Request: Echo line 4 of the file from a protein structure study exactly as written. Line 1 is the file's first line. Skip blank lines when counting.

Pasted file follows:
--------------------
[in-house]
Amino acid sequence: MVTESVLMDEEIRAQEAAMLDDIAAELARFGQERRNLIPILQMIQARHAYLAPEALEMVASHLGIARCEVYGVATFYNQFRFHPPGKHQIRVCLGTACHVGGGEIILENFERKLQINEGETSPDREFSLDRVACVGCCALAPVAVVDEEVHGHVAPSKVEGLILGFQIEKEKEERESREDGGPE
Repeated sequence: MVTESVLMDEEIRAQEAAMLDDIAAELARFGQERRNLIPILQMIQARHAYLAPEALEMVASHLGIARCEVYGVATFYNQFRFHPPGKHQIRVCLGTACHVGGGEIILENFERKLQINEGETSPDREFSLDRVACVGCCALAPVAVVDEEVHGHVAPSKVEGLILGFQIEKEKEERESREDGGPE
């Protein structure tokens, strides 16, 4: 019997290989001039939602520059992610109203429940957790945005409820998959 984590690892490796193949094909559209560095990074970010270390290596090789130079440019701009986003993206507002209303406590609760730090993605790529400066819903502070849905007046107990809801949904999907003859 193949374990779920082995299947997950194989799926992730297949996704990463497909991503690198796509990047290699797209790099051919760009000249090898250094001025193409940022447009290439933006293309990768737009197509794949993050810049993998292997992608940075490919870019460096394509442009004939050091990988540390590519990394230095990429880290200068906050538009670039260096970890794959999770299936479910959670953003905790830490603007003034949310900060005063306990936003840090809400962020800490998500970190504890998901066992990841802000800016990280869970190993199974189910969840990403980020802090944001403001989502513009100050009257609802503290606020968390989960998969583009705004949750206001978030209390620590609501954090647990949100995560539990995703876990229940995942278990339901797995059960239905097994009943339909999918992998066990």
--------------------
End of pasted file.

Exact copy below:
């Protein structure tokens, strides 16, 4: 019997290989001039939602520059992610109203429940957790945005409820998959 984590690892490796193949094909559209560095990074970010270390290596090789130079440019701009986003993206507002209303406590609760730090993605790529400066819903502070849905007046107990809801949904999907003859 193949374990779920082995299947997950194989799926992730297949996704990463497909991503690198796509990047290699797209790099051919760009000249090898250094001025193409940022447009290439933006293309990768737009197509794949993050810049993998292997992608940075490919870019460096394509442009004939050091990988540390590519990394230095990429880290200068906050538009670039260096970890794959999770299936479910959670953003905790830490603007003034949310900060005063306990936003840090809400962020800490998500970190504890998901066992990841802000800016990280869970190993199974189910969840990403980020802090944001403001989502513009100050009257609802503290606020968390989960998969583009705004949750206001978030209390620590609501954090647990949100995560539990995703876990229940995942278990339901797995059960239905097994009943339909999918992998066990």